Gov. Rick Scott said he’s willing to look at whether changes are needed to make the voting process smoother than the long and bumpy road thousands of Floridians had to navigate to cast a ballot in the general election. That’s awfully magnanimous.
But he shouldn’t bother, when the imperative is so clear. Gov. Scott should insist that the Legislature, which he so ably abetted in getting us into this mess, reinstate the voting reforms that they cast aside so dismissively.
The truth is, Mr. Scott and the Republican-led Legislature bear the brunt of responsibility for what went wrong this time. They broke what had already been fixed: curtailed early voting, larded the ballot with incomprehensible — and inappropriate — constitutional amendments; made college students use provisional ballots if they were not voting in their hometown; purged eligible voters from the rolls.
The flawed official line? All this would guarantee a more-secure, fraud-free voting process. The unspoken political calculation? Suppress the Democratic vote and help throw the state’s 29 electoral votes to Gov. Mitt Romney. Gee, how’d that work out?
As bad, they ultimately rendered Floridians’ votes irrelevant, at least on the national level. By midnight on Election Night, the televised electoral map was a patchwork of blue and red. But Florida remained a queasy, dishwater gray long after President Obama snagged the 270 Electoral College votes needed.
Just about every assumption backfired. Voters of every political stripe were undeterred by the legislative shenanigans. They showed up for early voting, and most stayed to cast ballots no matter how long it took — four-hour waits were common. Miami-Dade Mayor Carlos Gimenez compounded the problem by failing to request that the governor extend early voting to the final Sunday before Election Day. Mr. Scott likely would have denied the request, but it would have been great to see the mayor on voters’ side. Later, the mayor halted that Sunday’s absentee-ballot drop-off, then reversed himself in the face of voters’ vocal ire, and apologized on Election Night to hundreds of people waiting to vote after the polls officially closed.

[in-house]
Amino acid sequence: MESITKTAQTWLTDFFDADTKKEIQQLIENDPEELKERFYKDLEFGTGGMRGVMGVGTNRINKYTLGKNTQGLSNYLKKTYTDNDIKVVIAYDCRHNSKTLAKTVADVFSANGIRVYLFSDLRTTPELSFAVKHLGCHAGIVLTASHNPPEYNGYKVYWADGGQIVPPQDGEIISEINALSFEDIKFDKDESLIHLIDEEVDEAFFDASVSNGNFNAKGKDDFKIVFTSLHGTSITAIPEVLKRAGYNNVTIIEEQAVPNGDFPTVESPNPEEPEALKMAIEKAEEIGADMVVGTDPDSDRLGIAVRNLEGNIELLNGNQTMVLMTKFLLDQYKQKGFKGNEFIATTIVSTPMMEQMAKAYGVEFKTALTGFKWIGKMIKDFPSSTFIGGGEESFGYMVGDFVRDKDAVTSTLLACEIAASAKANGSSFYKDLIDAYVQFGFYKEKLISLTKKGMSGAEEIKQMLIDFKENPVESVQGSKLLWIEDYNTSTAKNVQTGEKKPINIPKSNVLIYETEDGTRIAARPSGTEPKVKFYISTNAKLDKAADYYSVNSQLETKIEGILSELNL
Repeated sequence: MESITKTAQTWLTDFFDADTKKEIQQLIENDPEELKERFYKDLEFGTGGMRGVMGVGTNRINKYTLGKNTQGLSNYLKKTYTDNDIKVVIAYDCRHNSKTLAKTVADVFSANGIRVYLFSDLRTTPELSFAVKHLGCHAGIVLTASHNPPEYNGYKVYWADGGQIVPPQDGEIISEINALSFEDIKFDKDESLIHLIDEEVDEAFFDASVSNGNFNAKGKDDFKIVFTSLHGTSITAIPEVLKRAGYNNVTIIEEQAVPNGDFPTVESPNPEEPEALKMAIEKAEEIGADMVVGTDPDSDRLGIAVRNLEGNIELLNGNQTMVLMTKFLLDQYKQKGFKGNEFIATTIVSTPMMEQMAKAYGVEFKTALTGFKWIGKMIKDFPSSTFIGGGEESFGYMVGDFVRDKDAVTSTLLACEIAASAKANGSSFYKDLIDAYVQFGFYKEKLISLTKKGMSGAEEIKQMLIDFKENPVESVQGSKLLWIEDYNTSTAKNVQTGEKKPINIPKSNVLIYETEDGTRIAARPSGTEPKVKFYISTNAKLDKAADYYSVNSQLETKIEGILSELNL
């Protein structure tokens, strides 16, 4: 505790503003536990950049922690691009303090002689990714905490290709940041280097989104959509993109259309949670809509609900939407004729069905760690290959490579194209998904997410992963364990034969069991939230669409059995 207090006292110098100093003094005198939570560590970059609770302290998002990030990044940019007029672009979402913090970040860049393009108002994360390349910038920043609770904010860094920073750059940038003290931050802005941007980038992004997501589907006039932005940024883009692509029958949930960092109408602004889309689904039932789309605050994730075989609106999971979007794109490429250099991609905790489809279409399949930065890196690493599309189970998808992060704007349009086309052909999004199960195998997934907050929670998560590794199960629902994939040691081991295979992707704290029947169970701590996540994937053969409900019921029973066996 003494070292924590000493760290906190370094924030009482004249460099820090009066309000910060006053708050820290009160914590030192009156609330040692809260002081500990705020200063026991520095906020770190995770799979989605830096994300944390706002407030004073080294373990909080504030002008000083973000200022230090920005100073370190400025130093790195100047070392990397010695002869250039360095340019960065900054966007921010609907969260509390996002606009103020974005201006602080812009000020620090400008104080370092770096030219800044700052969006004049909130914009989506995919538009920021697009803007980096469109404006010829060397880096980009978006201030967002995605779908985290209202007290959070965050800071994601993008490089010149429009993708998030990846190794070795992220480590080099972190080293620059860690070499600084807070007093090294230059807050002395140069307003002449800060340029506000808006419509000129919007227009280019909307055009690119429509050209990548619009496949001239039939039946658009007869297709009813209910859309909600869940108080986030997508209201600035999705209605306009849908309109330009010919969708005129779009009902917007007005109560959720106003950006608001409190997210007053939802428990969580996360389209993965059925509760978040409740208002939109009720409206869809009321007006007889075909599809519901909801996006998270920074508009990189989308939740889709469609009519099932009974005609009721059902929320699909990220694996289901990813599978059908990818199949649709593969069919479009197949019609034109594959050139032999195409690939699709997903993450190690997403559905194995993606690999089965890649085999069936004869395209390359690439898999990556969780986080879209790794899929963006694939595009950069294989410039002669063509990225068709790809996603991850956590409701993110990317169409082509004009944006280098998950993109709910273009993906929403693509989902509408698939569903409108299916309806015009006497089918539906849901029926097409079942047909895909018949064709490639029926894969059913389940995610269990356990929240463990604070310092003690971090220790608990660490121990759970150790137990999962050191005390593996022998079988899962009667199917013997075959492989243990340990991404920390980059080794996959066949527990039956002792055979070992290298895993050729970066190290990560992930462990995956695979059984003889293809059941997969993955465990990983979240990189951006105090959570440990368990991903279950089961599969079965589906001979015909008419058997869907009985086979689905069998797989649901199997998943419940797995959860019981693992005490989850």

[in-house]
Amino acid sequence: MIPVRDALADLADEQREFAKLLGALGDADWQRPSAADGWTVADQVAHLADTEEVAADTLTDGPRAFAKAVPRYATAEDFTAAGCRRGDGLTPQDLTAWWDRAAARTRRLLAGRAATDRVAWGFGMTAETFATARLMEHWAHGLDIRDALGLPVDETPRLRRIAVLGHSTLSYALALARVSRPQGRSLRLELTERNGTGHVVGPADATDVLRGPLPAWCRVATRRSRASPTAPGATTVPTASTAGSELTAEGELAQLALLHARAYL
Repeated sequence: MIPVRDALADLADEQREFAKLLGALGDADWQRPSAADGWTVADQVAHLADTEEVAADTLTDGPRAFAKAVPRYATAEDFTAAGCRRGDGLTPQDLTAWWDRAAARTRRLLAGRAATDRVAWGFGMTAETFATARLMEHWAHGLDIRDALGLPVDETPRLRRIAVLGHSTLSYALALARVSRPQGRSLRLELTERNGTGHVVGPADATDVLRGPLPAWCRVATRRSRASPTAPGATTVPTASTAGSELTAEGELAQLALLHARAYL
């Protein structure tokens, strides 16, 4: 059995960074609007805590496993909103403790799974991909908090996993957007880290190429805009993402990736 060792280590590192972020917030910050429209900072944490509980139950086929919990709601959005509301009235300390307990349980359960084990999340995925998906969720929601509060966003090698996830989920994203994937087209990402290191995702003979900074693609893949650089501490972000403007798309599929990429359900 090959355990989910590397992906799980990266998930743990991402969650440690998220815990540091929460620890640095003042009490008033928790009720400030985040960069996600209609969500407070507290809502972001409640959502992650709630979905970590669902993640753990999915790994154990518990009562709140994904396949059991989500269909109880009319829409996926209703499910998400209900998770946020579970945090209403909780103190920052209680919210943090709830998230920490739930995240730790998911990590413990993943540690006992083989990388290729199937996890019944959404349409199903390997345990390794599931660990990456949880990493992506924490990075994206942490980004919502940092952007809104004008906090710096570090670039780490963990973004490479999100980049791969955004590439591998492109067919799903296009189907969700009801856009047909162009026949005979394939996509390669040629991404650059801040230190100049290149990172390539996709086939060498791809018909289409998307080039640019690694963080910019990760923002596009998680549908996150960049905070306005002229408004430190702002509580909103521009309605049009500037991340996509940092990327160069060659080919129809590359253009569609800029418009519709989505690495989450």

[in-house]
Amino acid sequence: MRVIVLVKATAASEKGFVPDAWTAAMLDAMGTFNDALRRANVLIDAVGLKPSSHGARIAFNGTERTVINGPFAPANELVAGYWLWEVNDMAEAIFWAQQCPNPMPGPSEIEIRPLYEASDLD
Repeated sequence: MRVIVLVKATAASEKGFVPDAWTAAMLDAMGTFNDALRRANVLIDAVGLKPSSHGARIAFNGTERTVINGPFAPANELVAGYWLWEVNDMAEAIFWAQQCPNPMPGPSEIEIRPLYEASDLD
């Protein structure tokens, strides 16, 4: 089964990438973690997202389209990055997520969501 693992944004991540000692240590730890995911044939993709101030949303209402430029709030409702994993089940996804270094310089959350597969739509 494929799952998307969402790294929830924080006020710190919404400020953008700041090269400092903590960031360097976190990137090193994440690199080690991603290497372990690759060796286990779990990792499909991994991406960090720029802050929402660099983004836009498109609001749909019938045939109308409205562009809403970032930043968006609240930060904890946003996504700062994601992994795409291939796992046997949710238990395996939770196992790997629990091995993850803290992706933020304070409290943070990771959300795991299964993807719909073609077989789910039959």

Mr. Gimenez says he is assembling an Election Advisory Group, led by commissioners and the mayor himself, to address concerns. Fine, but the mayor is being reactive, when he should have been out in front.
The advisory group must examine, among other things, whether Miami-Dade should have an elections supervisor directly accountable to taxpayers via election. This is no magic bullet. After all, Broward Supervisor Brenda Snipes is elected, and has consistently turned in a less-than-stellar performance. Still, voters choose to keep her in office; no other official stands between them.
At the state level, Gov. Scott can save himself the trouble of yet another meeting, and push the Legislature to reinstate the voting laws that help the election process run smoothly: Restore the 14 days of early voting; allow college students to vote where they go to school. Go after absentee-ballot fraud — it’s real; make sure anyone purged from the rolls actually should be; return to the practice of putting comprensible 75-word summaries of constitutional amendments on the ballot..
Everyone, from the governor to lawmakers to local elected officials should be sick and tired of seeing “Florida” and “voting” and “fiasco” all strung together in the same sentence. The rest of us are.